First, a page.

Report: City needs to let fire department bePublished 10:13am Wednesday, February 17, 2010
The recent investigation into then-fire chief Dan Wilson by city council is part of a larger trend of the city being too involved with day-to-day operations of the fire department, often spurred by firefighters who circumvent command and “run” to council with concerns.
This according to a report written by Margaret Skelton, the Minneapolis-based attorney who was hired by the city to investigate allegedly unfavorable working conditions at the station under Wilson— an issue brought to the forefront by council members Steve King, Janet Anderson, Marian Clennon and John Martin, as well as a firefighter who filed a letter of complaint against Wilson in September.
The report was recently released by the city, which announced in late January that the investigation would be called off. In the report, Skelton said that internal issues at the fire department should by-and-large be dealt with in-house. Not doing so can undermine command, she added.
“In the past, the city council has unintentionally exacerbated some of the problems at the fire department,” Skelton wrote. “Fire department employees have circumvented the proper lines of communication and gone directly to the council with concerns. In order for the fire department to function effectively, this needs to stop.”
Citing a 2001 report written by Harry Brull of consulting firm Personnel Decisions International, Skelton noted that this has been a long-standing issue in the city of Austin.
“Unfortunately, this has contributed to the dysfunction within the department,” Skelton wrote.
To address this, the attorney recommended that the department hire an assistant chief to help with some personnel issues and improve the station’s command structure.
Skelton also recommended that the city create more structure within the ranks. Currently, there is a commander position and an inspector position below the chief, but no other established rankings for the remaining firefighters.
“Only a permanent command structure or pecking order establishes who is in charge and who has specific responsibilities,” Skelton wrote.
In addition, the attorney said better training would lead to a more “professional” department. Skelton noted that while not required by state law, the station’s chief may want to consider making firefighter licensure an in-house requirement, given the relative youth and inexperience of the staff. Currently, only three out of nine full-time firefighters have a state license, according to the report.
The report also addressed the council moving forward with a new fire chief following Wilson’s retirement in December.
“The (Austin Fire Civil Service) Commission should hire someone that the city council trusts and provide that person with an outline of the council’s goals,” the report states. “Absent extraordinary circumstances, thereafter, the city council should step back and allow the fire chief to run the department.”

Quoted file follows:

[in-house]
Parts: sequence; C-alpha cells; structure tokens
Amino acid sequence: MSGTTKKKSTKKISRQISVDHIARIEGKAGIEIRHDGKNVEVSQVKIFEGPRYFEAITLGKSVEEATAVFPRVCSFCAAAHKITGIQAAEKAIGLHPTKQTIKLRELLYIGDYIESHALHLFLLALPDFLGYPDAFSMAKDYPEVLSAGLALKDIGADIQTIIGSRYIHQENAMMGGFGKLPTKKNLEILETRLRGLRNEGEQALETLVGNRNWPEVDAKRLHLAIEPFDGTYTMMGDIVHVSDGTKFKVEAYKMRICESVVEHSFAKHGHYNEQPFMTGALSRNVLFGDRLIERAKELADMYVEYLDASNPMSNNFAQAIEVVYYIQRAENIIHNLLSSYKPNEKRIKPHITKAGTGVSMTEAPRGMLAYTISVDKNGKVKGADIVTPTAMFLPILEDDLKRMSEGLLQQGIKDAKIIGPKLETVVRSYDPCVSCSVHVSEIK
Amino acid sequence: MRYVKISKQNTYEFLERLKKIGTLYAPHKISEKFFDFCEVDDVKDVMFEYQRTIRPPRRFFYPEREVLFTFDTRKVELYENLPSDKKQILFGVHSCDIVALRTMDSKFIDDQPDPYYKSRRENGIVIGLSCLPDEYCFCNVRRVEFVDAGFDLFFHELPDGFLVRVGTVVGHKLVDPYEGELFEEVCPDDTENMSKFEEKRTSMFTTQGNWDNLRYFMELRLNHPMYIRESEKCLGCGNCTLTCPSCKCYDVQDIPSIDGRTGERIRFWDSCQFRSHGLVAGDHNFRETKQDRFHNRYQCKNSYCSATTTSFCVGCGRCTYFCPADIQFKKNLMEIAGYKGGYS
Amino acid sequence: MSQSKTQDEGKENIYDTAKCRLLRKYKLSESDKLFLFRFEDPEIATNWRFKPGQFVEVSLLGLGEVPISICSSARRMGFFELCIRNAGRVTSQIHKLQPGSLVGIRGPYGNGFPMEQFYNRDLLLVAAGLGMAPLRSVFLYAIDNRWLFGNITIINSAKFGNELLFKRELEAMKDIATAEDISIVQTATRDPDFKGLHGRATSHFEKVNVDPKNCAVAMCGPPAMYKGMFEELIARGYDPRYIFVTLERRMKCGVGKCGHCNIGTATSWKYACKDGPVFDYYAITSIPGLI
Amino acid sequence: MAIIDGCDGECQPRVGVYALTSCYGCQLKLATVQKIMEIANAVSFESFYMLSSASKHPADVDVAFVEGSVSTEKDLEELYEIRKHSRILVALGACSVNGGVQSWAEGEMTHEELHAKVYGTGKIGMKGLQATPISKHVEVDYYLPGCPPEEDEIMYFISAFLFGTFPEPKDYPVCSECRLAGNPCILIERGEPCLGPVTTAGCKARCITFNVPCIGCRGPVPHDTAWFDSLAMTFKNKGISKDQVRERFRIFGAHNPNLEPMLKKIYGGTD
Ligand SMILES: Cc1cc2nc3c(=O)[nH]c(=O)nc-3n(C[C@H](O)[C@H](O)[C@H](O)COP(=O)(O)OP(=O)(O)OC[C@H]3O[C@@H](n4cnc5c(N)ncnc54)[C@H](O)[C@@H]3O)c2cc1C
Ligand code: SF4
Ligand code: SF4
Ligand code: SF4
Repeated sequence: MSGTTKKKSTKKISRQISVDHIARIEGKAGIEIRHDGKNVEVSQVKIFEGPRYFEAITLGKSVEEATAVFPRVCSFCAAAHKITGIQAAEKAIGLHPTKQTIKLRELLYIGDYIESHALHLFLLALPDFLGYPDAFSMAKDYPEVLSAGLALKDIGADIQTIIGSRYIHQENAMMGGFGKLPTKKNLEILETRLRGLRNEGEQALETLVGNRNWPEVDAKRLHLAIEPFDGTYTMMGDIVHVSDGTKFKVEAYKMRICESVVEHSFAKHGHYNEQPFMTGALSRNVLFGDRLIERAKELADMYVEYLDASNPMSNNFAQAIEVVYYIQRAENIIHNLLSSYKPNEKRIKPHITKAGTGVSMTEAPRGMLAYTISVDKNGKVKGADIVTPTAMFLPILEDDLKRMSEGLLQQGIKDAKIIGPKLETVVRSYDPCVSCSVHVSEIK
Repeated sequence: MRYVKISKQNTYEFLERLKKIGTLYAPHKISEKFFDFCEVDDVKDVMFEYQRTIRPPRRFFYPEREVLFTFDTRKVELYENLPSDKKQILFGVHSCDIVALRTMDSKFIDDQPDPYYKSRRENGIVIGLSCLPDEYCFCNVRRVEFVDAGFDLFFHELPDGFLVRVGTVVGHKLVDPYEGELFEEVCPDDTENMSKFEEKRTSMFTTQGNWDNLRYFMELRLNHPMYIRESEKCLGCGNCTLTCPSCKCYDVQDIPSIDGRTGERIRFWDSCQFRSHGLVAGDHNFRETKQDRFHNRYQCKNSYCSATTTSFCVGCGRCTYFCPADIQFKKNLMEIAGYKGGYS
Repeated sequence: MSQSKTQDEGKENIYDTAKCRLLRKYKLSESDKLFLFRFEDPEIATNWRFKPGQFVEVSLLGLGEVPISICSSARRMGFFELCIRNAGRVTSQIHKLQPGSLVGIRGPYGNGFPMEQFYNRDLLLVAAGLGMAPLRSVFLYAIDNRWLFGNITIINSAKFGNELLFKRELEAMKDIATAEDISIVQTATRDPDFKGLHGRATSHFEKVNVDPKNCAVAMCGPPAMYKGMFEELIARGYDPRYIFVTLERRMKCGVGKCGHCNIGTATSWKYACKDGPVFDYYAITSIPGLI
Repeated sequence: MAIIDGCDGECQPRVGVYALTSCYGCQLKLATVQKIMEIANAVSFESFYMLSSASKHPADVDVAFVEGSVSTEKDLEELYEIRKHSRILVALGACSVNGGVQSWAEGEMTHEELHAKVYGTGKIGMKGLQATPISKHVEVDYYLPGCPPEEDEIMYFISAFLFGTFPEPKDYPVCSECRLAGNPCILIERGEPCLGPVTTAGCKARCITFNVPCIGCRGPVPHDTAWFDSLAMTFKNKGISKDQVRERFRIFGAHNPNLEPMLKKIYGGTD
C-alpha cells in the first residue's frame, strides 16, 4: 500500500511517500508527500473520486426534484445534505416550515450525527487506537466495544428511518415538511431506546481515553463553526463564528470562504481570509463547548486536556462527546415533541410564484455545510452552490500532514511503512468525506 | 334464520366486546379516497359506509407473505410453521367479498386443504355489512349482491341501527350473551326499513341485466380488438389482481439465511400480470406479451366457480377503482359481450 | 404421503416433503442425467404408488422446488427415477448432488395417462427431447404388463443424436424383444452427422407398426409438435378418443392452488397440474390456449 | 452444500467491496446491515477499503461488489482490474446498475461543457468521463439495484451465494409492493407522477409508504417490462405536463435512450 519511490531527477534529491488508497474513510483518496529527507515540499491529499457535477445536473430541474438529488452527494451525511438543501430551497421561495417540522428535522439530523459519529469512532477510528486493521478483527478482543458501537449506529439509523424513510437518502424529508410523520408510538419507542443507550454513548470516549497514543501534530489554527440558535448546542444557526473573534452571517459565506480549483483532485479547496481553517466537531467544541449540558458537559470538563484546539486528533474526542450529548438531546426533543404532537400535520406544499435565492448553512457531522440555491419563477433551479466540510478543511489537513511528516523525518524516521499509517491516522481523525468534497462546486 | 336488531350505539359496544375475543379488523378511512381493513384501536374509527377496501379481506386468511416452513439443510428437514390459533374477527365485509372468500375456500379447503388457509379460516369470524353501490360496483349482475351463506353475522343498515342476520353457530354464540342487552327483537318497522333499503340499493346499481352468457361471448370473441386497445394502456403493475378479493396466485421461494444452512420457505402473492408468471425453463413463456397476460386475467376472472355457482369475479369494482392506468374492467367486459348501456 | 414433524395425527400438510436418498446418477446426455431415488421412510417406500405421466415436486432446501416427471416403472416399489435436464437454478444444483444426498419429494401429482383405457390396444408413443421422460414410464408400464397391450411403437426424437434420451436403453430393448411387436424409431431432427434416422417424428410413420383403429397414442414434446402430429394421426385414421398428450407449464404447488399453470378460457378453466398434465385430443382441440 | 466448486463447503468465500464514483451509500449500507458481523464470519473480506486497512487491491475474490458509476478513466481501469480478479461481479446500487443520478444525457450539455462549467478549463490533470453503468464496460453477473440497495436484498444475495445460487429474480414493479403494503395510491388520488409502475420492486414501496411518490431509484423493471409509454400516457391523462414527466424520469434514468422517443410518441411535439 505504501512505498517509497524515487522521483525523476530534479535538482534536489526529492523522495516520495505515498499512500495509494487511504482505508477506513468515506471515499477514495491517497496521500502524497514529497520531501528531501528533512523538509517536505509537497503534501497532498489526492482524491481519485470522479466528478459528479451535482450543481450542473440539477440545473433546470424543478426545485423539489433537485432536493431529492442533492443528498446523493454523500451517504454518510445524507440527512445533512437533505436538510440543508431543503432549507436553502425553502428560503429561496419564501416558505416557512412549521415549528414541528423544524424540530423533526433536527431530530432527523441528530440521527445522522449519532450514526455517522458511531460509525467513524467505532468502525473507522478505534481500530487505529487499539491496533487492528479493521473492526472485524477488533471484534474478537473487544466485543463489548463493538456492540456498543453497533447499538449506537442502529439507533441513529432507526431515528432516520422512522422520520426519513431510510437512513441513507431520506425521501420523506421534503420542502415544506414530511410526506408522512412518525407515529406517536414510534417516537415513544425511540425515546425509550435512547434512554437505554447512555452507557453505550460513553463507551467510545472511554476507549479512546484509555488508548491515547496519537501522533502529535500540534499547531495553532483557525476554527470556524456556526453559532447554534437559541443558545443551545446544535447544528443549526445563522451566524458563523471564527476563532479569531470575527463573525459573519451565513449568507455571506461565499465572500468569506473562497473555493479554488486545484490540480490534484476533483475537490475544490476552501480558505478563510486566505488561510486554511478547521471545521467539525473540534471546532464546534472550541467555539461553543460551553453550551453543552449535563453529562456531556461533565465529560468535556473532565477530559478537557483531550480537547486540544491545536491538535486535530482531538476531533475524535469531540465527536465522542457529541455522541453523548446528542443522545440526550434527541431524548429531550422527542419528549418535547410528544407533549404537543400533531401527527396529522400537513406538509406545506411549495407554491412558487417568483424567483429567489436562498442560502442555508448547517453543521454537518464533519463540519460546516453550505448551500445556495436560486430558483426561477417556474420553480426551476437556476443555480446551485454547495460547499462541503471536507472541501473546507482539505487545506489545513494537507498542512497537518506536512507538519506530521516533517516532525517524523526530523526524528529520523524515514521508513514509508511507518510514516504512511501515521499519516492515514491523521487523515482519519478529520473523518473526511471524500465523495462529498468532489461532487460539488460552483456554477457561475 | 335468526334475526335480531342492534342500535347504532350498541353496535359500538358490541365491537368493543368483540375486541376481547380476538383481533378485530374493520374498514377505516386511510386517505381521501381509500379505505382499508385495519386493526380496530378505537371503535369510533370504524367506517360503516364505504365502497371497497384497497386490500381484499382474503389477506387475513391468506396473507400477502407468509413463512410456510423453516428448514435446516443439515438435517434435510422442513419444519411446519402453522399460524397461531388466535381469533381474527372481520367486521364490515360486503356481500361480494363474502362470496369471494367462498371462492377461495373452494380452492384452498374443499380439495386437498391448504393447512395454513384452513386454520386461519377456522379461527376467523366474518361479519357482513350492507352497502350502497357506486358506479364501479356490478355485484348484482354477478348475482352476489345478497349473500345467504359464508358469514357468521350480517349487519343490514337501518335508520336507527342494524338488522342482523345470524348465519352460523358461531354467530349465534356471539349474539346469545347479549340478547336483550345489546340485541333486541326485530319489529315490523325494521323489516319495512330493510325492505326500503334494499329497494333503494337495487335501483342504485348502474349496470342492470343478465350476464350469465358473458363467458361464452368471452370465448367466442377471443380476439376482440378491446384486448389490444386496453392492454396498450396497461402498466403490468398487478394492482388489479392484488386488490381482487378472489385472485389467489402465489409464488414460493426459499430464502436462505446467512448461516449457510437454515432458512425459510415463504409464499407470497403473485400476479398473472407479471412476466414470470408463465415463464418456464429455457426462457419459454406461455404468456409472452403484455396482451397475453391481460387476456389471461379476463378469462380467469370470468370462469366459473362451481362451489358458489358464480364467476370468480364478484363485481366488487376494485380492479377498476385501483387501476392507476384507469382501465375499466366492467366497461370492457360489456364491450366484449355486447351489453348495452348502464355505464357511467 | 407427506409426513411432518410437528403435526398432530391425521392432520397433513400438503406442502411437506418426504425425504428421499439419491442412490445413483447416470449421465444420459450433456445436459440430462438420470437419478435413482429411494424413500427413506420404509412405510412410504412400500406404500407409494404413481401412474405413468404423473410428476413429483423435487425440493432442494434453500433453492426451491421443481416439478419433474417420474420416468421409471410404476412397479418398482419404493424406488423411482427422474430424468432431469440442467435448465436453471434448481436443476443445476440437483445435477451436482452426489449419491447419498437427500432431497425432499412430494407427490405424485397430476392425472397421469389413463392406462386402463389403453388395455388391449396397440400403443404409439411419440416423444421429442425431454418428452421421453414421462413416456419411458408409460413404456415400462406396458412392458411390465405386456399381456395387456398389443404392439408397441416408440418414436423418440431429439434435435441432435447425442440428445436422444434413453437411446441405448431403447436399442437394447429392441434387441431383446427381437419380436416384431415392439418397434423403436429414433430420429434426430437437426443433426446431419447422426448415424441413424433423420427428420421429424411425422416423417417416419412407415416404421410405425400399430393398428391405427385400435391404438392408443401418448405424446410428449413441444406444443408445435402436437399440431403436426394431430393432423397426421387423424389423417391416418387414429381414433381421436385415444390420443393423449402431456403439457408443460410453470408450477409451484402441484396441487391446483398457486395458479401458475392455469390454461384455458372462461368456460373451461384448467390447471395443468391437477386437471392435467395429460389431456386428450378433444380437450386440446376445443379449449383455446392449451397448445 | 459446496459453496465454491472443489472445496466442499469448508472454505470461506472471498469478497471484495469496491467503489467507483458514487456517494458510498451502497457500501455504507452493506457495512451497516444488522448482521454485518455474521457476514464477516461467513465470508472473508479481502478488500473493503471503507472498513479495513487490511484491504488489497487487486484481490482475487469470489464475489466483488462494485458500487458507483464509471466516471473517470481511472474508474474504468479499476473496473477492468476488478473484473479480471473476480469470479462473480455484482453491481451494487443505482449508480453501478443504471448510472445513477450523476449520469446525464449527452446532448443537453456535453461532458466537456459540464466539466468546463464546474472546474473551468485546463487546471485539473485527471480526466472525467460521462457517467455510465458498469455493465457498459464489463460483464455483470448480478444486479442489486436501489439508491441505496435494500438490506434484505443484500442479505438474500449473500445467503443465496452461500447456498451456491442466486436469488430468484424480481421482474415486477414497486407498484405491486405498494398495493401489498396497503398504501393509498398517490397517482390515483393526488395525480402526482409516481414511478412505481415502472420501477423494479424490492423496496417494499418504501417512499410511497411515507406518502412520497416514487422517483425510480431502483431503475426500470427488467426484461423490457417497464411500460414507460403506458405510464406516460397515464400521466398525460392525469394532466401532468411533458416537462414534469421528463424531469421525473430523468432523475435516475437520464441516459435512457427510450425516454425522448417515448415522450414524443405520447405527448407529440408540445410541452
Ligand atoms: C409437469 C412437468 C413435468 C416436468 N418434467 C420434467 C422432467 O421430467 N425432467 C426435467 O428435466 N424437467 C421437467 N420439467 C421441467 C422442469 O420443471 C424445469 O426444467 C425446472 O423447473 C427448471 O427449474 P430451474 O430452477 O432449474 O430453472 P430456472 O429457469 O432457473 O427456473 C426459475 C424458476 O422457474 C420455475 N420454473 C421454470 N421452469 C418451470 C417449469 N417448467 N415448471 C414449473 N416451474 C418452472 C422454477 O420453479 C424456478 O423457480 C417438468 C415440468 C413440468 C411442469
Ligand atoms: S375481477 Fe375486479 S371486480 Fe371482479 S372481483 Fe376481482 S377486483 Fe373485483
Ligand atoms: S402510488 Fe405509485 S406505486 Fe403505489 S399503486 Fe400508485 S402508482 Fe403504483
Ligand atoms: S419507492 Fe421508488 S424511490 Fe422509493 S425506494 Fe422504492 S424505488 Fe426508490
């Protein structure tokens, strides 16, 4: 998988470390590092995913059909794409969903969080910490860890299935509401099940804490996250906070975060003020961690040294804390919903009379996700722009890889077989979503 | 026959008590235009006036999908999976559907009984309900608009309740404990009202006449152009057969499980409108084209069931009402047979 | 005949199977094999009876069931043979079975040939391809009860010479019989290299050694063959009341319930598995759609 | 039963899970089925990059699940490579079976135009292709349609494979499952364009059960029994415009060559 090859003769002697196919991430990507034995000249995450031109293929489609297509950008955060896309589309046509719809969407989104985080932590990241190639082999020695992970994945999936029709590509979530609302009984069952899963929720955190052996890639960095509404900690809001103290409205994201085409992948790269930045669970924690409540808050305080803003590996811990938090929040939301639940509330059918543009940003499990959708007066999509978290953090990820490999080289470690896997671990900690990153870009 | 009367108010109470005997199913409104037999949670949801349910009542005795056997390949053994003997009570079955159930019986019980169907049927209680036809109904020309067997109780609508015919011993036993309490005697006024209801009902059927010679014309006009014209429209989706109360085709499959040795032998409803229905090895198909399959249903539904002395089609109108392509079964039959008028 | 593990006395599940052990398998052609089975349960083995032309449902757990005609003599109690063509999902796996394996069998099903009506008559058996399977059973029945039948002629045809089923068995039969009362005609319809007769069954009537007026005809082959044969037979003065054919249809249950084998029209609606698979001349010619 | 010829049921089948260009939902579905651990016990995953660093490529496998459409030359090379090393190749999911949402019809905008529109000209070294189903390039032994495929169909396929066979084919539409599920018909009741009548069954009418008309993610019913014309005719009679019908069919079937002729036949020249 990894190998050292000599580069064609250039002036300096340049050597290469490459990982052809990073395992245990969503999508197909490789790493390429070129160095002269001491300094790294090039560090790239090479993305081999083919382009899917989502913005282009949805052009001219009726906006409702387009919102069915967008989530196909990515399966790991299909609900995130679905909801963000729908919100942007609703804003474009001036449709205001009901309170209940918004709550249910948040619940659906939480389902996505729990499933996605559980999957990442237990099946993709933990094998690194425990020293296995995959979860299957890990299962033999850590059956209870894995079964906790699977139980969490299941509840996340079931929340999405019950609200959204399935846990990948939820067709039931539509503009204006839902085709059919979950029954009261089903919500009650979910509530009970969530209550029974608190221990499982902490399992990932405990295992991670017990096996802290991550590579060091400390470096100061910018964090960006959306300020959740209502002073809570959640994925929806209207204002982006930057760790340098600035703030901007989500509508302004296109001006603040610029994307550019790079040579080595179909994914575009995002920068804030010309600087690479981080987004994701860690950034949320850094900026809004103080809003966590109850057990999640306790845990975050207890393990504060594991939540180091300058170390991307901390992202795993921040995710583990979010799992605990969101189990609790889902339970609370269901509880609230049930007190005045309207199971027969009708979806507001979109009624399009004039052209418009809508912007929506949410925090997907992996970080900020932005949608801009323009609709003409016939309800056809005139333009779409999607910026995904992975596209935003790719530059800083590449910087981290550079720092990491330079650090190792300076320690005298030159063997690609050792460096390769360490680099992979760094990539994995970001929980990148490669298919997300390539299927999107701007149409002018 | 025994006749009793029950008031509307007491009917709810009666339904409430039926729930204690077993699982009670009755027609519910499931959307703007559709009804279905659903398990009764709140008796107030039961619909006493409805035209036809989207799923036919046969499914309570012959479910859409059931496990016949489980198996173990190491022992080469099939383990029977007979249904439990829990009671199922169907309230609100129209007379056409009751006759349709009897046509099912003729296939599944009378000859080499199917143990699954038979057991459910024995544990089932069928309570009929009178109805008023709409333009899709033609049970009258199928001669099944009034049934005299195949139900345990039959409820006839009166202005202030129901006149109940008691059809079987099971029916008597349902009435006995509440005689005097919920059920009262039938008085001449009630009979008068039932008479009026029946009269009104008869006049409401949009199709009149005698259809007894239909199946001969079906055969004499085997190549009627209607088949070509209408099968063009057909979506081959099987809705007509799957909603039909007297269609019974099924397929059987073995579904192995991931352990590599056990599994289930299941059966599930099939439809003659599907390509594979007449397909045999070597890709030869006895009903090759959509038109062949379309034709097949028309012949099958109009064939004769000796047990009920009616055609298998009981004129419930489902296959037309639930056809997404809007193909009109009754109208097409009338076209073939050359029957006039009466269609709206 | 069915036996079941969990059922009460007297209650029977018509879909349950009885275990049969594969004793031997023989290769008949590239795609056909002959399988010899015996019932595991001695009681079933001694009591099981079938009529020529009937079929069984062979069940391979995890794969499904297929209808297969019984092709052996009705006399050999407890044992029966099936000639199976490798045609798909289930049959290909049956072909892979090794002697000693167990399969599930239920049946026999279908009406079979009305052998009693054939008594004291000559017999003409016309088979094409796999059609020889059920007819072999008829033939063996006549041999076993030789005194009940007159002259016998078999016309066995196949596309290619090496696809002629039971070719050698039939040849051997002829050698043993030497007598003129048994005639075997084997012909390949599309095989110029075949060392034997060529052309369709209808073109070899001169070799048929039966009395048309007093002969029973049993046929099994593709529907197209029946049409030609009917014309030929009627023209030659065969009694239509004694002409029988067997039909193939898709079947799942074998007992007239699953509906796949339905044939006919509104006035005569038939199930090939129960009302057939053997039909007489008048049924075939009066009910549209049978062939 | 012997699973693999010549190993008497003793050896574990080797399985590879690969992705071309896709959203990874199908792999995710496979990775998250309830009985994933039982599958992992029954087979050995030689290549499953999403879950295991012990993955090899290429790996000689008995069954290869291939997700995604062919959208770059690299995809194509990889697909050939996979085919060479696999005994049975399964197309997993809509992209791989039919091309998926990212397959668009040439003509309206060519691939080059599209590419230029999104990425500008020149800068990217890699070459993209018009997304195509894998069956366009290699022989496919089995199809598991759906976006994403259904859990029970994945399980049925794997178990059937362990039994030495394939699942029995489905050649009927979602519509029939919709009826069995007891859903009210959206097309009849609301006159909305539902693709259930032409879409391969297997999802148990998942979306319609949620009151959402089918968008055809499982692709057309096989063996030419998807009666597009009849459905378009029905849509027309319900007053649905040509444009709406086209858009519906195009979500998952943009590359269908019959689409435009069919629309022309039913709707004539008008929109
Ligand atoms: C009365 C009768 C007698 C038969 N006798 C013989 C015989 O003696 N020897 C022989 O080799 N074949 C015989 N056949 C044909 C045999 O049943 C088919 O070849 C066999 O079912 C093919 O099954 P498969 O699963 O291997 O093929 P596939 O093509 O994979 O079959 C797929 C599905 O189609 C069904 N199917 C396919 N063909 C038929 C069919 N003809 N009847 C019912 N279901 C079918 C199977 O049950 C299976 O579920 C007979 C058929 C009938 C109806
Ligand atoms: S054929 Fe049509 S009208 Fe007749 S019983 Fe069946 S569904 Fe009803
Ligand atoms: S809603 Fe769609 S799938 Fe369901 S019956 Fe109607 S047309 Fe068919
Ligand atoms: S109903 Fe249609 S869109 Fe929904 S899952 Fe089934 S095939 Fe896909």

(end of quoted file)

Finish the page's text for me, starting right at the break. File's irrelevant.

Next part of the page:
Mayor Tom Stiehm said he agreed with Skelton’s recommendation to allow the fire department to largely run independently, noting that council “absolutely” should have stayed out of the recent Wilson issue. However, his hands were tied because the investigation had a majority of council behind it.
“(The fire department investigation) certainly isn’t an example we should start using with other departments,” he said.
Stiehm said he also agreed with Skelton’s recommendation regarding structure at the station, adding that an improved command system would better handle personnel issues.
The mayor said this could include hiring an assistant chief, which he said was something the city will “bring up.”
Despite what the report laid out, councilwoman Clennon said pushing for the investigation was the right thing to do. She did not comment when asked if a firefighter “ran” to her or any other council member with a problem.
“I wouldn’t have changed what we did,” Clennon said.
The councilwoman said she agreed with Skelton that council should generally stay out of the fire department’s business. However, she said the situation with Wilson was different because he had a number of well-documented and alarming incidents over the course of nearly three decades in the department.
Clennon added that she felt nothing had ever been done regarding any of the allegations or concerns brought up over the years.
“When there’s a history … you get the sense that nobody was listening to anybody,” she said.
But Clennon said the investigation wasn’t solely about examining Wilson. Instead, she said it was about getting a fresh perspective on the bigger situation between the department and the station.
“It wasn’t that I was blaming one particular side or another,” the councilwoman said. “In my eyes, the main reason I pushed for (the investigation) was that I wanted an outside opinion.”
Wilson, who maintained throughout the process that he did not create an unfavorable work environment at the station, did not return a call for comment on this story.
Commander Brian Lovik, who filled in for Wilson until interim chief David Schliek took over Tuesday, deferred comment to city administration when asked about the report and about the current command structure within the department.
The full report can be found here.